Lower maintenance advice please

Discussion in 'General Gardening Discussion' started by ThePlantAssassin, Feb 7, 2021.

  1. ThePlantAssassin

    ThePlantAssassin Gardener

    Joined:
    Jun 6, 2012
    Messages:
    444
    Gender:
    Female
    Occupation:
    NuttyFruitCake
    Location:
    East Sussex
    Ratings:
    +1,005
    I'm trying to think of ways to make my garden lower maintenance this year.
    I'd like to have less weeding and hopefully watering to do for a start. Decorative bark looks, well, decorative and I think that might be an option. What are the plus and minus of this? Is it effective and if so are any particular brands better than others?

    I was considering trying nematodes (nemaslug) this spring but assume bark would rule out repeat use of this method of slug control being that it has to be watered into the soil??
    Any thoughts or suggestions gratefully received.
     
  2. noisette47

    noisette47 Total Gardener

    Joined:
    Jan 25, 2013
    Messages:
    3,404
    Gender:
    Female
    Location:
    Lot-et-Garonne, Aquitaine
    Ratings:
    +7,002
    Hi TPA, a mulch of some sterile material will certainly help cut down on annual weeds, and stop new perennial ones germinating, but you'll need to dig out/kill existing roots of persistent ones like bindweed, couch grass, nettles or docks.
    Bark is attractive, the only two downsides that I know of are birds chucking it all over the place and that it can deplete the nitrogen content of the soil over time, as it decomposes. That's easily put right by watering in a high-nitrogen, liquid feed, if the plants start to look yellowy and starved.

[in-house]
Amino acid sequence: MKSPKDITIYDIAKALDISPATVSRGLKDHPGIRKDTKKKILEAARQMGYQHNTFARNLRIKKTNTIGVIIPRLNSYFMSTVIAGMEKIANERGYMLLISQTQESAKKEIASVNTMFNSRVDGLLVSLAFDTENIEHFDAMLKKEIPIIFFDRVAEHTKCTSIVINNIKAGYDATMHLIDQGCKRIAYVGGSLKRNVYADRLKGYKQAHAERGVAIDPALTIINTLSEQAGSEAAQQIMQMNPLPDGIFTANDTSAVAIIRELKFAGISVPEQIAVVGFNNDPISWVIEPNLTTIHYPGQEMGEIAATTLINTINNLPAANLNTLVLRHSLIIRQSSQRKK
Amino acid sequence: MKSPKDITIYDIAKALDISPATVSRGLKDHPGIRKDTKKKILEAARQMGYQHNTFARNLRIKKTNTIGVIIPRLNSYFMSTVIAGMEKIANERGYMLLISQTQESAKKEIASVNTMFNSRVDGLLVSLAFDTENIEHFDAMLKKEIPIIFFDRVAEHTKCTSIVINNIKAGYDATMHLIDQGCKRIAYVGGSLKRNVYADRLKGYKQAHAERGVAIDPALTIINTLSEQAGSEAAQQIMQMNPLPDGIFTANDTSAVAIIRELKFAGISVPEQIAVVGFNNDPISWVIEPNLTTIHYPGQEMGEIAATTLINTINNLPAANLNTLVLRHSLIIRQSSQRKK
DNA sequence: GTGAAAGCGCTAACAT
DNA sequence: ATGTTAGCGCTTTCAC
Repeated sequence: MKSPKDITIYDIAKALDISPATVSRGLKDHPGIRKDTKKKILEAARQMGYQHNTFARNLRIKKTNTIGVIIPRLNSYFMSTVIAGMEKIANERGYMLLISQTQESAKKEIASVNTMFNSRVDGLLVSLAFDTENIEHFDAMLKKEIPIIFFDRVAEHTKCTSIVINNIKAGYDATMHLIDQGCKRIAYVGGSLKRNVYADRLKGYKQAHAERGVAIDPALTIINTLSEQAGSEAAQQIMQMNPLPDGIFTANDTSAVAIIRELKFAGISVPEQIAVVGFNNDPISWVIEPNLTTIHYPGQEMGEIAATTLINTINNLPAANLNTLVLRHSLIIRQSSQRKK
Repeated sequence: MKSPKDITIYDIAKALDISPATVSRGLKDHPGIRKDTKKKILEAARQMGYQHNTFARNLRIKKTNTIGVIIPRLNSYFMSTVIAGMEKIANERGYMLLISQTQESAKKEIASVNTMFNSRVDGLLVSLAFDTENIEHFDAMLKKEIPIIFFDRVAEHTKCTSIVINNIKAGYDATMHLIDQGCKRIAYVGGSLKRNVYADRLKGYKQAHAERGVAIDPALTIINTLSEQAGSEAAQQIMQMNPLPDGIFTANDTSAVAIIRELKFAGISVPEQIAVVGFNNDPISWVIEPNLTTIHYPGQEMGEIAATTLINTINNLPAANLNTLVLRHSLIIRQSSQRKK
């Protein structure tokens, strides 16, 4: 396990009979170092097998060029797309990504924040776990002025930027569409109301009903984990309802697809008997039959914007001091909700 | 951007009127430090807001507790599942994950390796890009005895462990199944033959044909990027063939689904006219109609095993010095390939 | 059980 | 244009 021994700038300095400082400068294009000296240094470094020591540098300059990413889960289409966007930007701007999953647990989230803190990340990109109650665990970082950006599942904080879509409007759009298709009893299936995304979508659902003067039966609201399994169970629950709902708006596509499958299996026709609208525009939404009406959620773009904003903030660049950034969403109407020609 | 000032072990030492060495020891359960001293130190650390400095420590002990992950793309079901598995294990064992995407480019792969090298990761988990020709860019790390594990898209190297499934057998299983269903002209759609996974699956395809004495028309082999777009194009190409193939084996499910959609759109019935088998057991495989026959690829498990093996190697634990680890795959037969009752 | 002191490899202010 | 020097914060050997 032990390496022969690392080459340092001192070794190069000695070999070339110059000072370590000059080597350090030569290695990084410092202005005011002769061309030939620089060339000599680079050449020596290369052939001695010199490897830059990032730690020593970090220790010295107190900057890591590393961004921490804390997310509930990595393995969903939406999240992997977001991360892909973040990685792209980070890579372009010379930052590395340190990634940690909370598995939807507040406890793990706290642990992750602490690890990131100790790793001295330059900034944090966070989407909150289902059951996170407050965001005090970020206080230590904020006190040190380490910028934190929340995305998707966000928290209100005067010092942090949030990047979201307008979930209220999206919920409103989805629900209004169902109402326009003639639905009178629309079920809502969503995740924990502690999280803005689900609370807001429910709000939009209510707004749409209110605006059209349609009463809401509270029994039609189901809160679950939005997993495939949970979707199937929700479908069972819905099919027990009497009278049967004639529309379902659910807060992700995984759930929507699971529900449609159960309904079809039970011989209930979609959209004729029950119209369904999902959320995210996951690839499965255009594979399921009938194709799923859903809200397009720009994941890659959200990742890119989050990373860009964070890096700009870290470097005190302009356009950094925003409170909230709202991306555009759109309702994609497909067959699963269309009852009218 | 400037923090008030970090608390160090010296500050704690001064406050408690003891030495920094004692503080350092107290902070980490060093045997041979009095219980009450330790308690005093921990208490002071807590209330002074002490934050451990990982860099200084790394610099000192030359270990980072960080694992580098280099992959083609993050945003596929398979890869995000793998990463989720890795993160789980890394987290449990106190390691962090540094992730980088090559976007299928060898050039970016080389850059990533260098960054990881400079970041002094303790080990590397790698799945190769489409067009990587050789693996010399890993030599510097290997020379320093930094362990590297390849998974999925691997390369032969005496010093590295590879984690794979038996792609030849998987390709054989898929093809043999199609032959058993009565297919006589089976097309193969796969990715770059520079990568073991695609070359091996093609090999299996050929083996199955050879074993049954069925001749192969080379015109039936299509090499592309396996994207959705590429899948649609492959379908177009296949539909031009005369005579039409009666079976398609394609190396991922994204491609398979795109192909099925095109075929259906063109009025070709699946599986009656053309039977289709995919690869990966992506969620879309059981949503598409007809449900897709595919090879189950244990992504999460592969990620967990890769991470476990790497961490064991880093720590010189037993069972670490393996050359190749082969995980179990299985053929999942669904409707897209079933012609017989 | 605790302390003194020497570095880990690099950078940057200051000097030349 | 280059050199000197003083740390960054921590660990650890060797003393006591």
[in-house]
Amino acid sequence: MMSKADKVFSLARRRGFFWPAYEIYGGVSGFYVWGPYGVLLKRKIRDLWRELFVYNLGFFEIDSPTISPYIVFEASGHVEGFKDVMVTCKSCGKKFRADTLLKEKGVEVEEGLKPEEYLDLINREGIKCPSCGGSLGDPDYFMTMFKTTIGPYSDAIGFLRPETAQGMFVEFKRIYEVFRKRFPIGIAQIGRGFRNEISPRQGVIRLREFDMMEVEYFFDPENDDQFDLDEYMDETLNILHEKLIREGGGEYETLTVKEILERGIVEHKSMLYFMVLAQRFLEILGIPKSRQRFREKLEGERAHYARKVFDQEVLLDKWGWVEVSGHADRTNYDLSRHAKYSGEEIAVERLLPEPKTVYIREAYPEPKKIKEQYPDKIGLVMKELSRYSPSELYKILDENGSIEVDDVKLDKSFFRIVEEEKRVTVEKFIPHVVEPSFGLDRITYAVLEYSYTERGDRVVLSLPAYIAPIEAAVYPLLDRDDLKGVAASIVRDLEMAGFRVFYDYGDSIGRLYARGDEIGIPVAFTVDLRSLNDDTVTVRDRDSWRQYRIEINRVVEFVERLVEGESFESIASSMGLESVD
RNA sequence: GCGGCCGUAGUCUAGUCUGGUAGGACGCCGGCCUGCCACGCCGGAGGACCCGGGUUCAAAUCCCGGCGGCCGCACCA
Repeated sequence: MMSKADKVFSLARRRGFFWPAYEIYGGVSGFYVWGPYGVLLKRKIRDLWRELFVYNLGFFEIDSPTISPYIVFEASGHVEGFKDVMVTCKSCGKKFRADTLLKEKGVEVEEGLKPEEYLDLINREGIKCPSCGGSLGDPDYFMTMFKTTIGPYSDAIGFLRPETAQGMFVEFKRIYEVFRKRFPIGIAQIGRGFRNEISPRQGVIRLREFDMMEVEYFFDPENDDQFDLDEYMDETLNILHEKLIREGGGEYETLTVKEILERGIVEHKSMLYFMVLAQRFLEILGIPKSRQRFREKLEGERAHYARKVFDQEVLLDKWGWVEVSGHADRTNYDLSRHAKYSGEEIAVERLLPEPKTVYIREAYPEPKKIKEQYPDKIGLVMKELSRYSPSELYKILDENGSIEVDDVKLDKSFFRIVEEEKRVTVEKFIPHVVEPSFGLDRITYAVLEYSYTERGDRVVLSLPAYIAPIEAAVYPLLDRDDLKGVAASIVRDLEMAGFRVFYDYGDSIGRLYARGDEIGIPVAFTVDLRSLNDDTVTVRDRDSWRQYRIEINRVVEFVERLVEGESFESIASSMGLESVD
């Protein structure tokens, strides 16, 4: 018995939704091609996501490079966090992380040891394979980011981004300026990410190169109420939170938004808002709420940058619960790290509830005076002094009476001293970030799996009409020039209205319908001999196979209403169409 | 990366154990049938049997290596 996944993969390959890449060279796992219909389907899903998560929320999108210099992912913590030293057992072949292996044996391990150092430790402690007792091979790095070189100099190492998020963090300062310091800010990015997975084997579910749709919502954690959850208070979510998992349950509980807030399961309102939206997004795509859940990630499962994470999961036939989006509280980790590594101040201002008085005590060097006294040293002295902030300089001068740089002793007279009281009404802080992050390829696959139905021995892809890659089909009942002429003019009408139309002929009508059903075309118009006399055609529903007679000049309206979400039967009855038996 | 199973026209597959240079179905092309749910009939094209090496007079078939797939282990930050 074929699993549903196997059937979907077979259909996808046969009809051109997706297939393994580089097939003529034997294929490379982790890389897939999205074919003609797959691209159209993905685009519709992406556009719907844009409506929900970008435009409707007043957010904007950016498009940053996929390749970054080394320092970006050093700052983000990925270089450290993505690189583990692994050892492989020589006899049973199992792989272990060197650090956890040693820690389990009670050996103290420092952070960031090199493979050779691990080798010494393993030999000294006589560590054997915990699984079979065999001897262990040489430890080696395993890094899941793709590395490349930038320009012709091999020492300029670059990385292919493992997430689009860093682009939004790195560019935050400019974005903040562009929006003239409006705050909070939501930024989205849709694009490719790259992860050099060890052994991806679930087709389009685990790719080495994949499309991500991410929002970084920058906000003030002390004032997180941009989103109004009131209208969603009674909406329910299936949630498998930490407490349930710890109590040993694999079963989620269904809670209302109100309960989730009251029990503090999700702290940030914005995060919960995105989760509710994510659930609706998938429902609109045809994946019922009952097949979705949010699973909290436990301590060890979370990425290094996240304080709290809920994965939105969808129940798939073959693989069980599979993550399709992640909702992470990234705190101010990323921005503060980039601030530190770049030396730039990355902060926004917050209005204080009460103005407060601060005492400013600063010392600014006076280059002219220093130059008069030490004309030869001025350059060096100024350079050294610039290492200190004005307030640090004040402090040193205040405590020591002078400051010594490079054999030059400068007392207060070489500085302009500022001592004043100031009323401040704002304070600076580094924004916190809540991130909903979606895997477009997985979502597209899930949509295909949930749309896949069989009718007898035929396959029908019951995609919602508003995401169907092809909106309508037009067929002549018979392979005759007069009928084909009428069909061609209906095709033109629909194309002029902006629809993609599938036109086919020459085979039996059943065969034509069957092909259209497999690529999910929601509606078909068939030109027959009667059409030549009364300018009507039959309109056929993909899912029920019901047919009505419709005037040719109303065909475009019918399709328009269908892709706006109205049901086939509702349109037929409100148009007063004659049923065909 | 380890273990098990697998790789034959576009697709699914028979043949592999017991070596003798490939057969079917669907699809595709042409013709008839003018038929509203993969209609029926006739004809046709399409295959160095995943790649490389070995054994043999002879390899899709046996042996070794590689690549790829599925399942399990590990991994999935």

I couldn't get anything like enough organic mulch to cover the borders here, so some of them were well-prepared then geotextile pegged down and plants put in afterwards. They're the only weed-free areas and the plants have done much better than elsewhere. It's a personal thing, though. Some don't like the look of it until the plants grow to cover the bare spaces, some claim that it harms the soil flora and fauna. Not been my experience, but hey-ho.
    ETA..I tried the slug nematodes, the sciarid-fly ones and the vine-weevil ones. None of them worked particularly well. The weather conditions and humidity have to be just right for the nematodes, which they're frequently not!
     
  3. ThePlantAssassin

    ThePlantAssassin Gardener

    Joined:
    Jun 6, 2012
    Messages:
    444
    Gender:
    Female
    Occupation:
    NuttyFruitCake
    Location:
    East Sussex
    Ratings:
    +1,005
    Thank you @noisette47

    I think Id go nuts if the birds threw it all over the grass. That would in effect mean as much 'work' as pulling up the odd weed. I almost have a meltdown when next doors birch sheds its 'bobbles' (technical term) all over my newly mowed lawn throughout spring and summer. Thanks for the info on nematodes as they are quite expensive and I don't want to waste money. I suppose if they were the magic bullet they purport to be everybody would be using them. It would be approx £30 for initial treatment then nearly the same for subsequent applications. Guess I'll keep my thinking cap on for now.
     
    • Like Like x 1
    • Black Dog

      Black Dog Gardener

      Joined:
      Feb 4, 2021
      Messages:
      128
      Gender:
      Male
      Occupation:
      It's a secret
      Location:
      Germany (North)
      Ratings:
      +303
      Well I wouldn't worry about birds. Yes they like to look for snacks beneath the mulch and yes they will throw the odd piece on the lawn. But in my experience, the lawnmower will pick it up together with the freshly cut grass, so it isn't permanent.

      It is much more important to pluck all the weeds thoroughly before mulching. After that, if your layer of mulch is large enough, plucking any newcomers is quite easy.